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In Phaedrus fables in I.26:

Nulli nocendum: si quis vero laeserit,
Multandum simili iure fabella admonet.

According to what I was able to find in 3 different translations nulli nocendum is interpreted as "You should harm no one", so the dative nulli here understood as dative to the verb noceo. Before seeing the translation I interpreted the dative as the dative of agent with gerund, yielding the meaning "No one should do harm", I think it matches the context well.

Can Nulli nocendum make sense as a kind of negative impetrative ("No one should do harm")

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Yes, it is ambiguous.

This is a very common situation in Latin: Two different semantic roles are expressed with the same grammatical case — or two morphologically indistinct cases. Here the person to suffer from the verb nocere is in the dative, and so is the person with the obligation to not nocere.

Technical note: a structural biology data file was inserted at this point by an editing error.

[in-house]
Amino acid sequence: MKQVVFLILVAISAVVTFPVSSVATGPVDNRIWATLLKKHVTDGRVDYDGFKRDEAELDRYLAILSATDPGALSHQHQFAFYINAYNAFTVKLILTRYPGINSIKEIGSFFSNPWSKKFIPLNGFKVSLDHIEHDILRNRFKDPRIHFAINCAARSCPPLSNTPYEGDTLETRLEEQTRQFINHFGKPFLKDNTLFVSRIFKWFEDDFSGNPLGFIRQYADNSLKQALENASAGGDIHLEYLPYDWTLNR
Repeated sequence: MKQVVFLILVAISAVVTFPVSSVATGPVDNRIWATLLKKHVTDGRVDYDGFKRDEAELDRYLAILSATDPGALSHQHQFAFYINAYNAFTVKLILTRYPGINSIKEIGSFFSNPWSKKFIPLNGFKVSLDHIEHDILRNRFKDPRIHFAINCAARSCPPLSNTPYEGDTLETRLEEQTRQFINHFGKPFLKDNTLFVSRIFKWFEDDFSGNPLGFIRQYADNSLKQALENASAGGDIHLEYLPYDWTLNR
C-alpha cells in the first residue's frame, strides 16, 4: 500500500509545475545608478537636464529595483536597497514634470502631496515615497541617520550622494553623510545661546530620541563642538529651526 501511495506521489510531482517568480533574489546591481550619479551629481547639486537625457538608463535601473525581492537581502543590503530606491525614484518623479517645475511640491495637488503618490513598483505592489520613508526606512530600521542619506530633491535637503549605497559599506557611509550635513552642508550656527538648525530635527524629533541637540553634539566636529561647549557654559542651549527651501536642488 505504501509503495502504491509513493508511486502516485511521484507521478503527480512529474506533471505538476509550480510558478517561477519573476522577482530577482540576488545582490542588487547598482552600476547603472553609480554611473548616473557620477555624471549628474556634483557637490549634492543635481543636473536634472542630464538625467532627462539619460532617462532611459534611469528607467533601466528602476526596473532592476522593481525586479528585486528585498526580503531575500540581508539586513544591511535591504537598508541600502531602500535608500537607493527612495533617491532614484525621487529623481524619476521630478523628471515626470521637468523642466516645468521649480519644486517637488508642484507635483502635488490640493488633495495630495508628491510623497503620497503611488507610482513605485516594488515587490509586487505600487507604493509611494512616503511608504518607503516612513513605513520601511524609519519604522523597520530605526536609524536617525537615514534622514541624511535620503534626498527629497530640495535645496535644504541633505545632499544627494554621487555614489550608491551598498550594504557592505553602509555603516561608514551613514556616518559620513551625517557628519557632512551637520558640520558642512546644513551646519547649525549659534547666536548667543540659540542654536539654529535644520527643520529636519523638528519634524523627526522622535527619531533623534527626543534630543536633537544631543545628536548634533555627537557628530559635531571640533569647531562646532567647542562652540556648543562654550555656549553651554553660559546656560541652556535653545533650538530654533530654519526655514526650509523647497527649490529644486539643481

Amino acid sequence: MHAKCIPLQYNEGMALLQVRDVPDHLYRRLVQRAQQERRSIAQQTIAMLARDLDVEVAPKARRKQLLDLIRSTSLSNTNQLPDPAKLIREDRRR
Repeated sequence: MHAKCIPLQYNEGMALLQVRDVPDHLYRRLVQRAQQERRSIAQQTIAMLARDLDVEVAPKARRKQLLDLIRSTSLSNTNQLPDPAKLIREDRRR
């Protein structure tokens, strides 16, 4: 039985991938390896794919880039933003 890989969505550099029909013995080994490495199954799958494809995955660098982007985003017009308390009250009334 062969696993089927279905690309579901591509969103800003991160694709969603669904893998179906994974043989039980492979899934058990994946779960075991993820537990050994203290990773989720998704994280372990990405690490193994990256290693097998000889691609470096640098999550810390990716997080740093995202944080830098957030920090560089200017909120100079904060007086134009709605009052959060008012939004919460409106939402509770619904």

The same can happen with many different cases. Distinguishing "the father's photo of the son" from "the son's photo of the father" is hard, as both the owner and the object of the photo would be in the genitive. In an accusativus cum infinitivo structure both the subject and the object are in the accusative.

It is in my opinion no stretch grammatically that the sentence is ambiguous. Nor is it, in my opinion, a stretch semantically. Often the context restricts the world of possible readings to a very small selection, but here two paths seem to remain open and there is a difference in meaning. But either way, the moral seems to be that nobody should harm anybody else, so even "no one should harm anyone" would work fine. Whether or not the translation matches the original in grammar is irrelevant; what matters is content of the message, and that is thankfully unambiguous enough.

The only strong reason I could see for favoring one reading over the other is comparison to other similar maxims within those fables. If they tend to be structured in a specific fashion, then we may want to supply e.g. tibi or otherwise understand who is under obligation.

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